A divorce on the other hand, is a contested, adversarial proceeding where the parties sue one another and address the same issues of ending their marriage as with a dissolution; however, significant control over the outcome of the matter is deferred to the Court, and not the parties. Sometimes a contested proceeding is necessary when one or both of the parties simply cannot reach an agreement otherwise. Although adversarial, the parties are not prevented from negotiating a settlement any time before a divorce trial commences.

Division of Marital Assets:

allocating between the parties, assets acquired by the parties (individually or jointly) during the marriage, including the marital home, retirement and pension benefits, military benefits, savings and checking account balances, and business interests, to name a few.There are a number of exceptions so it is important to seek the counsel of an experienced family law attorney to discuss your marital property rights.

Division of Marital Debts:

like marital assets, marital debts are liabilities incurred by the parties (jointly or individually) during the marriage, including credit card debt, mortgage(s), home equity line(s) of credit, loans against retirement assets, personal loans, delinquent taxes and automobile loans, to name a few. As with division of marital assets, there are exceptions and it is important to seek the counsel of an experienced family law attorney to discuss your matter.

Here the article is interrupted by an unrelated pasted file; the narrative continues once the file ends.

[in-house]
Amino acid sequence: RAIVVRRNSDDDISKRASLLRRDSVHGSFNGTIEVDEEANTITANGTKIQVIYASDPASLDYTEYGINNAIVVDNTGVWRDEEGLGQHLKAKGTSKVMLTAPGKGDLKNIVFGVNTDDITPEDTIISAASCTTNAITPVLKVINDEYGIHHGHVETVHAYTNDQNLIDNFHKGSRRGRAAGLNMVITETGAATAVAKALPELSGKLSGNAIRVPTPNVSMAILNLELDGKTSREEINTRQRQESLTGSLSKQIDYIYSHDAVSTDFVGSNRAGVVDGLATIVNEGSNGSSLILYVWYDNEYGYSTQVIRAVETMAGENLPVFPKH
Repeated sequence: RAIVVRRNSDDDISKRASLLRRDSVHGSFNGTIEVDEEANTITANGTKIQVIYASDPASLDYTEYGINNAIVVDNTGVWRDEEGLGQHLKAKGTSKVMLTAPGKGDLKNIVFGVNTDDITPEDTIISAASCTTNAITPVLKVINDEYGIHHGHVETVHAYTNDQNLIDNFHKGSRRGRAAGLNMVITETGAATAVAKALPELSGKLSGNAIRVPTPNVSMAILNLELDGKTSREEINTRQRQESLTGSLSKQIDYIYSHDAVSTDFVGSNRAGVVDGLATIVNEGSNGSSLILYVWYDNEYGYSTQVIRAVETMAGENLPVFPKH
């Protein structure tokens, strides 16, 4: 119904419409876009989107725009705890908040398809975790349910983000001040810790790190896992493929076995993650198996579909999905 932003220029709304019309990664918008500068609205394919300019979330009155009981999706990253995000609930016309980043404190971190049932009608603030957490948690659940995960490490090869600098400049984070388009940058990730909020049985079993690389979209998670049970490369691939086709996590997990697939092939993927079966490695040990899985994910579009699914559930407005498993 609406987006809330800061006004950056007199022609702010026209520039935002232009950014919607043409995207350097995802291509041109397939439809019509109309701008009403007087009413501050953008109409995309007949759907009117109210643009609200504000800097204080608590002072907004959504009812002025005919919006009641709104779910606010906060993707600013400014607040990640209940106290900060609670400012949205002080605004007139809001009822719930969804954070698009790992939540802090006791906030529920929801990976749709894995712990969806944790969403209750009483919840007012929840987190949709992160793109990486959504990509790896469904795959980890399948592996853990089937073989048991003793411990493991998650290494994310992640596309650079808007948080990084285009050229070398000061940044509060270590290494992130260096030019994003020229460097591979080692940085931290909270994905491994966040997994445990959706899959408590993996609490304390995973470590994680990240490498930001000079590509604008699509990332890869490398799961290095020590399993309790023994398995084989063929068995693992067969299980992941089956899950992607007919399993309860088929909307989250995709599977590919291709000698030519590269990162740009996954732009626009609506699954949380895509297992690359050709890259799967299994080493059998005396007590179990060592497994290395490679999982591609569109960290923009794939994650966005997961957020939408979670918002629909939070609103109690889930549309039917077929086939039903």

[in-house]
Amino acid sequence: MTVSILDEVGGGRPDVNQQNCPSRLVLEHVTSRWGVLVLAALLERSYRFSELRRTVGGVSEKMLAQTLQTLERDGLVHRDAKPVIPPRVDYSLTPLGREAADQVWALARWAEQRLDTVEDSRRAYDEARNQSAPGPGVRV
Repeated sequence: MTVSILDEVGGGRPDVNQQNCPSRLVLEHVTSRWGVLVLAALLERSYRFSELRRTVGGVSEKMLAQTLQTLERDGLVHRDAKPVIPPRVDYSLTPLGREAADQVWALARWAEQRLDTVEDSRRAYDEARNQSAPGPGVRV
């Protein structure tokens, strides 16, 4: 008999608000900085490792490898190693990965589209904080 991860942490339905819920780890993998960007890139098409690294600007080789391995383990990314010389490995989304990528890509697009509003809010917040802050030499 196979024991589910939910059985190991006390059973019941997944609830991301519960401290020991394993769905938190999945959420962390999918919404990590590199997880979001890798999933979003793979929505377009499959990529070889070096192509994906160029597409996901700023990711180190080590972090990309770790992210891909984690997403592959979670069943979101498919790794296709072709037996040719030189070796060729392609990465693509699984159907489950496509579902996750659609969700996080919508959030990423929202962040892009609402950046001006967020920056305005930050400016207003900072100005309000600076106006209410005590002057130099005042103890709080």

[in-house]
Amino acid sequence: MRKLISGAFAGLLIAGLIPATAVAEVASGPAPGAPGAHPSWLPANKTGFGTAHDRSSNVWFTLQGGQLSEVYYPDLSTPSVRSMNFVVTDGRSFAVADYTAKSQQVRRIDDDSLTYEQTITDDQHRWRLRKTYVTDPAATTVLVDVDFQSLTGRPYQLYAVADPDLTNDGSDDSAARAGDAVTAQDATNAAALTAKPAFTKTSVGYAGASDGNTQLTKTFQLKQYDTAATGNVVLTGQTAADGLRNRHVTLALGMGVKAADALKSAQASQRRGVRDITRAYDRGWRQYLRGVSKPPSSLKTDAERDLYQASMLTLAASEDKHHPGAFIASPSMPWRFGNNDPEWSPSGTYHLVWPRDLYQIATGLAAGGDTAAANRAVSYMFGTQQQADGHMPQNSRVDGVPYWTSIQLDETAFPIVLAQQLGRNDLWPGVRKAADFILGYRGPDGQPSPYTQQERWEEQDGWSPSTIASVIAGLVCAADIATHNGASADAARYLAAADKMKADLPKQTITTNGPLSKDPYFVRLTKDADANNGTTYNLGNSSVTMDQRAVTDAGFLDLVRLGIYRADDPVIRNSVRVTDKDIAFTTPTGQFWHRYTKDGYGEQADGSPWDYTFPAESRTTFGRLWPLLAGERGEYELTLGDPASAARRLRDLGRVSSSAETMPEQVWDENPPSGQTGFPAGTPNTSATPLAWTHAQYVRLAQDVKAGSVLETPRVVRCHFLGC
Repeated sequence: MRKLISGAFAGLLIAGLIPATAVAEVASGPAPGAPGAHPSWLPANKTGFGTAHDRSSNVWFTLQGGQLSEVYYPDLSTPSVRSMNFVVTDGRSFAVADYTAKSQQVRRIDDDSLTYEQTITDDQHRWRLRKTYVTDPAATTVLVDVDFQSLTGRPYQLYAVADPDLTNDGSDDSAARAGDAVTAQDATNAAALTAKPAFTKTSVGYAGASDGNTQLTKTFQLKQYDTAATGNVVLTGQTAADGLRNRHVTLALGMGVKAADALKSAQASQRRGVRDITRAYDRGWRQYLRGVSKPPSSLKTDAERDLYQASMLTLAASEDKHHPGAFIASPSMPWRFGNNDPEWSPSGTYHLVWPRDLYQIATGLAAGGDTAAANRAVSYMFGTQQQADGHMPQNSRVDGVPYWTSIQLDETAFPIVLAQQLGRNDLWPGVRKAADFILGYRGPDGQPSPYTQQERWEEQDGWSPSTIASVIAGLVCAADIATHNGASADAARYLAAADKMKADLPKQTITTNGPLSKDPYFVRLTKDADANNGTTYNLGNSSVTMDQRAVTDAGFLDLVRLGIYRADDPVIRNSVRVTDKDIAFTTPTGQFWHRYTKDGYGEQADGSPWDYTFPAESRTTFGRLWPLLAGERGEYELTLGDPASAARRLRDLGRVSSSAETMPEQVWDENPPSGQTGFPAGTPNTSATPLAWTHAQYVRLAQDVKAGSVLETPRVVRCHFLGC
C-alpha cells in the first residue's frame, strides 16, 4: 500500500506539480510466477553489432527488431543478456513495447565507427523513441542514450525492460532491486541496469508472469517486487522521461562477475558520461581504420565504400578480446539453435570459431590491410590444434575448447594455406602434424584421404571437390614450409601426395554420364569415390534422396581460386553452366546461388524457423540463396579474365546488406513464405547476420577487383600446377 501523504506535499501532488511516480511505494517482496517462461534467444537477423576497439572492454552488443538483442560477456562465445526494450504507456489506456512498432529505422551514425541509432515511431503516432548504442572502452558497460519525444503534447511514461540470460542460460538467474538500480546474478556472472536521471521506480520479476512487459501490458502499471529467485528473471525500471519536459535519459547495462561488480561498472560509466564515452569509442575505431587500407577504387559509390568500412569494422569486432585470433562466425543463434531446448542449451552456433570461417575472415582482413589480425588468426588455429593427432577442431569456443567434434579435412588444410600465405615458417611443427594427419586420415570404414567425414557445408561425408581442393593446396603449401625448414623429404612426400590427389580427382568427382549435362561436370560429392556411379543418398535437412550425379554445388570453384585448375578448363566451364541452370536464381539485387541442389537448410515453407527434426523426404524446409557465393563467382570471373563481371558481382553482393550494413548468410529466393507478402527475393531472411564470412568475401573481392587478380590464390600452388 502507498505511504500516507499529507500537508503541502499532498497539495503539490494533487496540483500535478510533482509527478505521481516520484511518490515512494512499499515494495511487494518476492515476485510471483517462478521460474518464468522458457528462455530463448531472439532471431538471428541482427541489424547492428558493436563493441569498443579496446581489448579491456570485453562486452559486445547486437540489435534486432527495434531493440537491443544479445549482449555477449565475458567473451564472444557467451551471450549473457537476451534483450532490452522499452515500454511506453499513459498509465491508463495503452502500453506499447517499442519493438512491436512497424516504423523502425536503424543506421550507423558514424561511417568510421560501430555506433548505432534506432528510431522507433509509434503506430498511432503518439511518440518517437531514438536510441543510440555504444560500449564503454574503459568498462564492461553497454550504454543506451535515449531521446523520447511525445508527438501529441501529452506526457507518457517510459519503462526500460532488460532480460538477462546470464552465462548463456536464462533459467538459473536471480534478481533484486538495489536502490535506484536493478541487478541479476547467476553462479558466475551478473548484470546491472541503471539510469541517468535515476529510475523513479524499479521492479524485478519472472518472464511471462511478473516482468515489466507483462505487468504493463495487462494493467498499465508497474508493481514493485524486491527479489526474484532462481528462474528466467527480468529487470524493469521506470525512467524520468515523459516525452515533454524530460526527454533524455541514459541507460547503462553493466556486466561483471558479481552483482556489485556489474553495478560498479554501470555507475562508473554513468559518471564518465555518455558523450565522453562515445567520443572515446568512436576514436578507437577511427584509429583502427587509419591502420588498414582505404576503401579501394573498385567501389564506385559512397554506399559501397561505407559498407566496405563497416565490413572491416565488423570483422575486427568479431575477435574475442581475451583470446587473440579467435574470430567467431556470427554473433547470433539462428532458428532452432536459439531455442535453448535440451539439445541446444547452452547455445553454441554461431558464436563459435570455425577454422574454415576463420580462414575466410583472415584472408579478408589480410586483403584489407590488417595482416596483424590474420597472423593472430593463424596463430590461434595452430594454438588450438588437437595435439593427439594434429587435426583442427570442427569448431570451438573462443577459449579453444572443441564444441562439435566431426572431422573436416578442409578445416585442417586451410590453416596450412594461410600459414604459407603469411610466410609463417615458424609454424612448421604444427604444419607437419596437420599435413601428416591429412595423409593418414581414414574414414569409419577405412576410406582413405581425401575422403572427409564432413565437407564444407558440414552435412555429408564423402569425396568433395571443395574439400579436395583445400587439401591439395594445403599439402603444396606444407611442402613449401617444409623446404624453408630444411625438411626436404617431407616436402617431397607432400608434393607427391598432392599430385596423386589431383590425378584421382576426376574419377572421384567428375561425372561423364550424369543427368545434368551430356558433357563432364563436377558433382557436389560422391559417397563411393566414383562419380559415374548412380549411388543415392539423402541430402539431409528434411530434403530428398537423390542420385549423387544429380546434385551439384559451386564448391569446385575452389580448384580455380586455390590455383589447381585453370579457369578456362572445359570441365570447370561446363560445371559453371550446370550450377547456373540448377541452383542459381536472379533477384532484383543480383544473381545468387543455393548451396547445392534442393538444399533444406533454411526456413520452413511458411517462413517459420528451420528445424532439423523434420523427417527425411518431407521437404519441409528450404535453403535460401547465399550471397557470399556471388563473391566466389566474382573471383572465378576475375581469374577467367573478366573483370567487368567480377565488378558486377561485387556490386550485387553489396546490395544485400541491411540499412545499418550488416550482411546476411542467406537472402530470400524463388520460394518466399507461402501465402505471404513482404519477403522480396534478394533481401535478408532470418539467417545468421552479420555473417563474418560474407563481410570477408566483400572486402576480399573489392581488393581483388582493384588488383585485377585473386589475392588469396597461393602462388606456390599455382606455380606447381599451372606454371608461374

Spousal Support:

spousal support is not automatic when ending a marriage and it must be requested by a party. Spousal support paid is deductible from the obligor’s income and includable as taxable income to the recipient.The Court can retain continuing jurisdiction to modify the spousal support amount and duration. Also, there are specific Internal Revenue Code factors that must be considered when determining the frequency and manner of payment of spousal support, along with the tax ramifications that spousal support will have on both parties. As with all family law matters it is recommended that you consult with an experienced family law attorney to better understand your spousal support rights.